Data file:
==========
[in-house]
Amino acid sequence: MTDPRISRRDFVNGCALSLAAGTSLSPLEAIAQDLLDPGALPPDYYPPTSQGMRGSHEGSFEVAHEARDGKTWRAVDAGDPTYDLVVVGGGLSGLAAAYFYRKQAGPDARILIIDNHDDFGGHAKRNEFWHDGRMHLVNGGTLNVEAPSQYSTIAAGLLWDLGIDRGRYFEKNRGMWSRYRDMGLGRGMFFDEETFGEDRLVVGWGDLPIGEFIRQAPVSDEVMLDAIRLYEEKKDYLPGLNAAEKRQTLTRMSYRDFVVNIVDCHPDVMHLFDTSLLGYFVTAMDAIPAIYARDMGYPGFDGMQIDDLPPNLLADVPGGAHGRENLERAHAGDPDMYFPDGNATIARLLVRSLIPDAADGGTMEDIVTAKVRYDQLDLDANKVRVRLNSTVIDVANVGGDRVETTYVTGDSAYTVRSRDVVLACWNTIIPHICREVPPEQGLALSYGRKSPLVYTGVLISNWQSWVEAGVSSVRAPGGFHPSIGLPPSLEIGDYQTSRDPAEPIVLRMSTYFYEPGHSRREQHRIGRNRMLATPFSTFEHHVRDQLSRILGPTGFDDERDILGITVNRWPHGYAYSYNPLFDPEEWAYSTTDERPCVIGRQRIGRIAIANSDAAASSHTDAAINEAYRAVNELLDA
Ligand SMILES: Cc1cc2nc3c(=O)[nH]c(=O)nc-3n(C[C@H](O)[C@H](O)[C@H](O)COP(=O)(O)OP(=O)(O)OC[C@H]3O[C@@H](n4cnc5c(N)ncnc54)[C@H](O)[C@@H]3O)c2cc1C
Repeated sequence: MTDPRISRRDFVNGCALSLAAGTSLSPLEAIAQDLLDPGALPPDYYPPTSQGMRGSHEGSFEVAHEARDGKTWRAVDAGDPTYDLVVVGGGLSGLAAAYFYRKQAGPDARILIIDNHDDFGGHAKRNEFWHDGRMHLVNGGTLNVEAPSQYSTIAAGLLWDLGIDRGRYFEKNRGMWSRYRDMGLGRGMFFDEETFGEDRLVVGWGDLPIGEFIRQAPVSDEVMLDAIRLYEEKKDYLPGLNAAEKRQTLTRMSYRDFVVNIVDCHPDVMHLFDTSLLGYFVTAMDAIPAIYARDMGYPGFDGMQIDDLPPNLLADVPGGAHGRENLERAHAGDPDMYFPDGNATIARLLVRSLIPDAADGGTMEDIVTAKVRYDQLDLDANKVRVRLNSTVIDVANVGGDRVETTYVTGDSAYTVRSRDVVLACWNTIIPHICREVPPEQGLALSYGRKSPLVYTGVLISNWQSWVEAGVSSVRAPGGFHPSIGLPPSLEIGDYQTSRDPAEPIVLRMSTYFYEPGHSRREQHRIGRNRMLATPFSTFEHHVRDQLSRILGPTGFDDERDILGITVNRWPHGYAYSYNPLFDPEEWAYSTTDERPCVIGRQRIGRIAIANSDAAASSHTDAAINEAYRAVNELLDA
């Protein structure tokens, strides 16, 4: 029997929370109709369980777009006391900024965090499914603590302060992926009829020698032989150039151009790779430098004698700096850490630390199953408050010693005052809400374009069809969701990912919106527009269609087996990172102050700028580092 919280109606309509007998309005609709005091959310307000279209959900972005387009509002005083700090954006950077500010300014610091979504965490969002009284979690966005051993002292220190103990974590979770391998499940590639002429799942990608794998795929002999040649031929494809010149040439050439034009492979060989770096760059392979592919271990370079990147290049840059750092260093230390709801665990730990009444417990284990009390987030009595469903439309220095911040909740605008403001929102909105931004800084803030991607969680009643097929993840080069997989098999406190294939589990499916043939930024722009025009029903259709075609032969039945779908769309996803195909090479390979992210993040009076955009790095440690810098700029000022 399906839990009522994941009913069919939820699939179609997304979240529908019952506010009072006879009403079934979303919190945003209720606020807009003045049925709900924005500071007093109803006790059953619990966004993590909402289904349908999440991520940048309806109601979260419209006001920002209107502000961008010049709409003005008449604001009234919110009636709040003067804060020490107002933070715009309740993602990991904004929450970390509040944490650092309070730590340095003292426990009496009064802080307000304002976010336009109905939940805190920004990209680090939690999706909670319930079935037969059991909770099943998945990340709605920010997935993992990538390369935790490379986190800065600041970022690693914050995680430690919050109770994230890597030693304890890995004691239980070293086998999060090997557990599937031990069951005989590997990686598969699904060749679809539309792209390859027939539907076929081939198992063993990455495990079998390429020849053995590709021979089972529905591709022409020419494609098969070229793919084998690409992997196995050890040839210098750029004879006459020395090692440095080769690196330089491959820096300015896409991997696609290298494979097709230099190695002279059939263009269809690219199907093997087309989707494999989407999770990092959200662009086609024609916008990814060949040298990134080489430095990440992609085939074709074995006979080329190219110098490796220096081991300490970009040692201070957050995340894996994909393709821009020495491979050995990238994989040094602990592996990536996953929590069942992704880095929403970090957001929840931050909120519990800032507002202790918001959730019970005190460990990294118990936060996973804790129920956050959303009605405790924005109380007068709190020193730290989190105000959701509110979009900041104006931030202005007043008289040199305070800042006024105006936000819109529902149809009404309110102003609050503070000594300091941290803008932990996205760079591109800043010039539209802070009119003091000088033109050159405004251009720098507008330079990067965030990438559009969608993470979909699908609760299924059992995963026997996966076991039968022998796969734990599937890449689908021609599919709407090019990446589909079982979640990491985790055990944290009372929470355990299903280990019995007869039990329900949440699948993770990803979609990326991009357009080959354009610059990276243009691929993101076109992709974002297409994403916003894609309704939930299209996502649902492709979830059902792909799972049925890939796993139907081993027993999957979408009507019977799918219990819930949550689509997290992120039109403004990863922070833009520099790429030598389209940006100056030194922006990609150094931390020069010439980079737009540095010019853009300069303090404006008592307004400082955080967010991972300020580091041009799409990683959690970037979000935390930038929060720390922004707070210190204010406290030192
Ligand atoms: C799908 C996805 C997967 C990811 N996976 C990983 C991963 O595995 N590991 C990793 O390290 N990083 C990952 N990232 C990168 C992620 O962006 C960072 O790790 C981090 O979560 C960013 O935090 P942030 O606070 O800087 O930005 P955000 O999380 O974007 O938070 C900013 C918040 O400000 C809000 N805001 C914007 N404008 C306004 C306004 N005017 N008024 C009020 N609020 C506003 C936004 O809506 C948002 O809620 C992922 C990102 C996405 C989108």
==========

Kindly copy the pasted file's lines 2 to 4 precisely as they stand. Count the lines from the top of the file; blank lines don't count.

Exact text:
Amino acid sequence: MTDPRISRRDFVNGCALSLAAGTSLSPLEAIAQDLLDPGALPPDYYPPTSQGMRGSHEGSFEVAHEARDGKTWRAVDAGDPTYDLVVVGGGLSGLAAAYFYRKQAGPDARILIIDNHDDFGGHAKRNEFWHDGRMHLVNGGTLNVEAPSQYSTIAAGLLWDLGIDRGRYFEKNRGMWSRYRDMGLGRGMFFDEETFGEDRLVVGWGDLPIGEFIRQAPVSDEVMLDAIRLYEEKKDYLPGLNAAEKRQTLTRMSYRDFVVNIVDCHPDVMHLFDTSLLGYFVTAMDAIPAIYARDMGYPGFDGMQIDDLPPNLLADVPGGAHGRENLERAHAGDPDMYFPDGNATIARLLVRSLIPDAADGGTMEDIVTAKVRYDQLDLDANKVRVRLNSTVIDVANVGGDRVETTYVTGDSAYTVRSRDVVLACWNTIIPHICREVPPEQGLALSYGRKSPLVYTGVLISNWQSWVEAGVSSVRAPGGFHPSIGLPPSLEIGDYQTSRDPAEPIVLRMSTYFYEPGHSRREQHRIGRNRMLATPFSTFEHHVRDQLSRILGPTGFDDERDILGITVNRWPHGYAYSYNPLFDPEEWAYSTTDERPCVIGRQRIGRIAIANSDAAASSHTDAAINEAYRAVNELLDA
Ligand SMILES: Cc1cc2nc3c(=O)[nH]c(=O)nc-3n(C[C@H](O)[C@H](O)[C@H](O)COP(=O)(O)OP(=O)(O)OC[C@H]3O[C@@H](n4cnc5c(N)ncnc54)[C@H](O)[C@@H]3O)c2cc1C
Repeated sequence: MTDPRISRRDFVNGCALSLAAGTSLSPLEAIAQDLLDPGALPPDYYPPTSQGMRGSHEGSFEVAHEARDGKTWRAVDAGDPTYDLVVVGGGLSGLAAAYFYRKQAGPDARILIIDNHDDFGGHAKRNEFWHDGRMHLVNGGTLNVEAPSQYSTIAAGLLWDLGIDRGRYFEKNRGMWSRYRDMGLGRGMFFDEETFGEDRLVVGWGDLPIGEFIRQAPVSDEVMLDAIRLYEEKKDYLPGLNAAEKRQTLTRMSYRDFVVNIVDCHPDVMHLFDTSLLGYFVTAMDAIPAIYARDMGYPGFDGMQIDDLPPNLLADVPGGAHGRENLERAHAGDPDMYFPDGNATIARLLVRSLIPDAADGGTMEDIVTAKVRYDQLDLDANKVRVRLNSTVIDVANVGGDRVETTYVTGDSAYTVRSRDVVLACWNTIIPHICREVPPEQGLALSYGRKSPLVYTGVLISNWQSWVEAGVSSVRAPGGFHPSIGLPPSLEIGDYQTSRDPAEPIVLRMSTYFYEPGHSRREQHRIGRNRMLATPFSTFEHHVRDQLSRILGPTGFDDERDILGITVNRWPHGYAYSYNPLFDPEEWAYSTTDERPCVIGRQRIGRIAIANSDAAASSHTDAAINEAYRAVNELLDA